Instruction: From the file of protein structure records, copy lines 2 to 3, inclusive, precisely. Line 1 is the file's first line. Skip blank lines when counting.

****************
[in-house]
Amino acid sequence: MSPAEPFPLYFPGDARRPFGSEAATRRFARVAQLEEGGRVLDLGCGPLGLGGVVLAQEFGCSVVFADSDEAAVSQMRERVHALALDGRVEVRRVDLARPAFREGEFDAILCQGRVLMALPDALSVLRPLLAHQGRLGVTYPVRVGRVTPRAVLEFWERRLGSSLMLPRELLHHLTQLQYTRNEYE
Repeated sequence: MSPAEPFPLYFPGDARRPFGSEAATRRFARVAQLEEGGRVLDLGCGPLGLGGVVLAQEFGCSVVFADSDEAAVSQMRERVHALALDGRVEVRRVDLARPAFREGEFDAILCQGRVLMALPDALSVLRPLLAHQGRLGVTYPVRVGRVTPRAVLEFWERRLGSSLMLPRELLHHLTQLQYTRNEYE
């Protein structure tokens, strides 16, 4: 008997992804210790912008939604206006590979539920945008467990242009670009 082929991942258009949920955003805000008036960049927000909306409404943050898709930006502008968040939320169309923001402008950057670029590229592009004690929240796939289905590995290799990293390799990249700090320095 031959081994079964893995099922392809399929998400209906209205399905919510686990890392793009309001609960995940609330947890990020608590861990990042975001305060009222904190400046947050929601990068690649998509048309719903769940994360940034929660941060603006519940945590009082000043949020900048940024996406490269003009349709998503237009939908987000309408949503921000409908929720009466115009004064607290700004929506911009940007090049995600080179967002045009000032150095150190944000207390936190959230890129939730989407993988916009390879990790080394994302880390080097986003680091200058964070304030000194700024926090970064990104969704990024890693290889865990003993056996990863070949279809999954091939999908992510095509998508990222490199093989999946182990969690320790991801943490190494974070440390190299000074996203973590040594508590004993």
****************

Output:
Amino acid sequence: MSPAEPFPLYFPGDARRPFGSEAATRRFARVAQLEEGGRVLDLGCGPLGLGGVVLAQEFGCSVVFADSDEAAVSQMRERVHALALDGRVEVRRVDLARPAFREGEFDAILCQGRVLMALPDALSVLRPLLAHQGRLGVTYPVRVGRVTPRAVLEFWERRLGSSLMLPRELLHHLTQLQYTRNEYE
Repeated sequence: MSPAEPFPLYFPGDARRPFGSEAATRRFARVAQLEEGGRVLDLGCGPLGLGGVVLAQEFGCSVVFADSDEAAVSQMRERVHALALDGRVEVRRVDLARPAFREGEFDAILCQGRVLMALPDALSVLRPLLAHQGRLGVTYPVRVGRVTPRAVLEFWERRLGSSLMLPRELLHHLTQLQYTRNEYE